• The apostle James encouraged his readers to “consider it all joy” when they encounter various trials, because those trials test our faith and are perfecting us (James 1:2).

  • The apostle John once reflected on his writing ministry. He said “these things we write, so that our joy may be made complete” (1 John 1:4). Passing on the gospel message comes with its own joy.

I struggled with using this text from John 16 because I think it is usually misunderstood. When people comment on Jesus’ words to the disciples, they think he is explaining about his resurrection. So, let me go back a few verses to get the context. Jesus had just told his disciples that it was for their benefit that he is going away, because if he didn’t go away, the Holy Spirit would not come (16:7).

The Holy Spirit did not come while Christ was in the tomb. So, he is not talking about the interval between his death and resurrection here. He is talking about the interval between his ascension and the second coming.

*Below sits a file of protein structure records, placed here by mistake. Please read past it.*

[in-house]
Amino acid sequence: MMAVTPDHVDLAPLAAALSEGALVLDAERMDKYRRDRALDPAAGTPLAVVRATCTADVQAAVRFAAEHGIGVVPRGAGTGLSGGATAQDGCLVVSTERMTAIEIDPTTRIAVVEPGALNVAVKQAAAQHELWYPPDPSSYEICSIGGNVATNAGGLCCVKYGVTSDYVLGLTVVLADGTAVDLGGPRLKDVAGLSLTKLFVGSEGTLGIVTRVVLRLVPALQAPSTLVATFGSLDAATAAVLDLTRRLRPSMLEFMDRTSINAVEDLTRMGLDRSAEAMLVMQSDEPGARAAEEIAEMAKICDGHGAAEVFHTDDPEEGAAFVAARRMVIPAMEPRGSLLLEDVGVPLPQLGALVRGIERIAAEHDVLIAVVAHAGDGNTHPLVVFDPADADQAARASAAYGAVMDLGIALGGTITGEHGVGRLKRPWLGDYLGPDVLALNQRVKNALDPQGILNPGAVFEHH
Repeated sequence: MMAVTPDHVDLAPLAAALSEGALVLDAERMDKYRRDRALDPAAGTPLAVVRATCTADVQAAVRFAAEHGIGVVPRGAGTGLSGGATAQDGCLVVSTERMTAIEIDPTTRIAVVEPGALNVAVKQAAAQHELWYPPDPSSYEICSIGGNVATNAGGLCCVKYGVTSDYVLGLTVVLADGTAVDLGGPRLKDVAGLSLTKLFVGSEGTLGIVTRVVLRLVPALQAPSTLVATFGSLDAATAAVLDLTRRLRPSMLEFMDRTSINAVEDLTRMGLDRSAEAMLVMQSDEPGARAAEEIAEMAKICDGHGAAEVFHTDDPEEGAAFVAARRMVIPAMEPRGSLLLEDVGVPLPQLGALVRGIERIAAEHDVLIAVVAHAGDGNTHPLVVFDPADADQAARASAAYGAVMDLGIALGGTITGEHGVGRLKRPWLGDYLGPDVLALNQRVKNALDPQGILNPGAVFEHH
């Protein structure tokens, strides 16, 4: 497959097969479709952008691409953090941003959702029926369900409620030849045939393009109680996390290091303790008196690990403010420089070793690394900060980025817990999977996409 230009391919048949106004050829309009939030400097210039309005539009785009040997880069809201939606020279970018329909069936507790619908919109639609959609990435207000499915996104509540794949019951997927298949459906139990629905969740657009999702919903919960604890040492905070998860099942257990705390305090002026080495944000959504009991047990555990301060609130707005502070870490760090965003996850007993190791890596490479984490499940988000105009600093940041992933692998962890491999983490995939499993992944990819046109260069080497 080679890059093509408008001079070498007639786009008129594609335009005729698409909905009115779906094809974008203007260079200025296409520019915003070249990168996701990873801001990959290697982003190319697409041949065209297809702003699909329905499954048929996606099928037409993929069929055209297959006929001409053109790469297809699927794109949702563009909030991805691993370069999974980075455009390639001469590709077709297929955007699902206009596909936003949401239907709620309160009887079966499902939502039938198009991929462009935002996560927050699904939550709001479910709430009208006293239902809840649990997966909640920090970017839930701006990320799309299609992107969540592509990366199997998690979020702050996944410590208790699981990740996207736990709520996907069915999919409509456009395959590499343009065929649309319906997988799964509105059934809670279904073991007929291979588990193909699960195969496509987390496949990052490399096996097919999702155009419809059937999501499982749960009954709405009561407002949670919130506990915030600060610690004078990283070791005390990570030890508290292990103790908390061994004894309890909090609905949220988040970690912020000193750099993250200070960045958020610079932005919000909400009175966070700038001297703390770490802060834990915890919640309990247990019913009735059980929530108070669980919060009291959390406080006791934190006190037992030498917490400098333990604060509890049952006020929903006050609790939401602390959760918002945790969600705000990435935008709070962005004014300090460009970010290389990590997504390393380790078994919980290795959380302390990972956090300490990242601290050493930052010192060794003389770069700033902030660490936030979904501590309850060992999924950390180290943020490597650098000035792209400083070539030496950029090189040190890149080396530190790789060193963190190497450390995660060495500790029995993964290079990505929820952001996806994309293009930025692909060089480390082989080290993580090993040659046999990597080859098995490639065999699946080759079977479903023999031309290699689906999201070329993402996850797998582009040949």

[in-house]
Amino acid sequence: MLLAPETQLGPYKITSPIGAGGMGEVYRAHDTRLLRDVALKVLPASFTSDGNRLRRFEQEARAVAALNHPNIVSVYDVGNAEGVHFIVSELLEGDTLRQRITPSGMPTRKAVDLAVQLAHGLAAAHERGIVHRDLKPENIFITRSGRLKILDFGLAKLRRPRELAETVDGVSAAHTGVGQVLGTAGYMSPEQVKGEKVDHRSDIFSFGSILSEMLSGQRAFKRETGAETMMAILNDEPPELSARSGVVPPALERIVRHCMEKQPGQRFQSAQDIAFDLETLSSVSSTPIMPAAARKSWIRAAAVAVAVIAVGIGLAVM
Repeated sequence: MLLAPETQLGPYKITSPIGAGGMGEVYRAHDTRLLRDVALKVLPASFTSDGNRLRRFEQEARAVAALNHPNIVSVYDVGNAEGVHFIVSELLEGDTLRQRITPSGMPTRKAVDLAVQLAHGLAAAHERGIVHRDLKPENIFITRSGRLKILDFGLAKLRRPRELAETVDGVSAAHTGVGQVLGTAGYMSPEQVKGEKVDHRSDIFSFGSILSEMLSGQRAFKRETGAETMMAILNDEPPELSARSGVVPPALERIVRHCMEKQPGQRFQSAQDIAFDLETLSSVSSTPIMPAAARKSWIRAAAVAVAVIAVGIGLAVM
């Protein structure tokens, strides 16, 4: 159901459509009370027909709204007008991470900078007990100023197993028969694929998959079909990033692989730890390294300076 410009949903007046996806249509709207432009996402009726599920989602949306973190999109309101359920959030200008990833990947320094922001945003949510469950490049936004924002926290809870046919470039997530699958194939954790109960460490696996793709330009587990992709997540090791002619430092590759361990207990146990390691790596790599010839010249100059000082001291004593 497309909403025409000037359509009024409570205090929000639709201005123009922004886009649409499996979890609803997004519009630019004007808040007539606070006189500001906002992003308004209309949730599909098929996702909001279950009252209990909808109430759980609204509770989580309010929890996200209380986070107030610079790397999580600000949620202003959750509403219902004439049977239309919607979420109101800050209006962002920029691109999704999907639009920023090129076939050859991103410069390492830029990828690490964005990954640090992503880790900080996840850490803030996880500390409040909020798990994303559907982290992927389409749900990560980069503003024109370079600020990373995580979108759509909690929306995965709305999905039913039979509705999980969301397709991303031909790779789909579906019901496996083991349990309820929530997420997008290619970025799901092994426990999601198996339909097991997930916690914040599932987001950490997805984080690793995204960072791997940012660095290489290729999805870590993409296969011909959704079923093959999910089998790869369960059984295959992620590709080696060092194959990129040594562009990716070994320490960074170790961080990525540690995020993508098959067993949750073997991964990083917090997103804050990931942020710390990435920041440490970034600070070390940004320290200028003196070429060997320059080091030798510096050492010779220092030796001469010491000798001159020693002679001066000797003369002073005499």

Secondly, Jesus had told his disciples in the same discourse that he was going to the Father.

  • I am going to the Father and you will no longer see me” (16:10).

  • I came from the Father and have come into the world. Again, I am leaving the world and going to the Father” (16:28).

The reason most people misunderstand what Jesus is talking about here is that they think Jesus went to the Father when he died. He did not. He went to the grave when he died. He went to the Father at his ascension.

Remember, after his resurrection, Jesus told Mary “Don’t cling to me … since I have not yet ascended to the Father. But go to my brothers and tell them that I am ascending to my Father and your Father, to my God and your God” (John 20:17). That is when he went to the Father.

So, the joy that Jesus is predicting in John 16 is not the joy of Jesus’ resurrection. It is the ultimate joy of the return of Christ in his glory at the second advent.

when our ultimate joy comes, we will forget our sorrows

Truly I tell you, you will weep and mourn, but the world will rejoice. You will become sorrowful, but your sorrow will turn to joy. When a woman is in labor, she has pain because her time has come. But when she has given birth to a child, she no longer remembers the suffering because of the joy that a person has been born into the world” (20-21).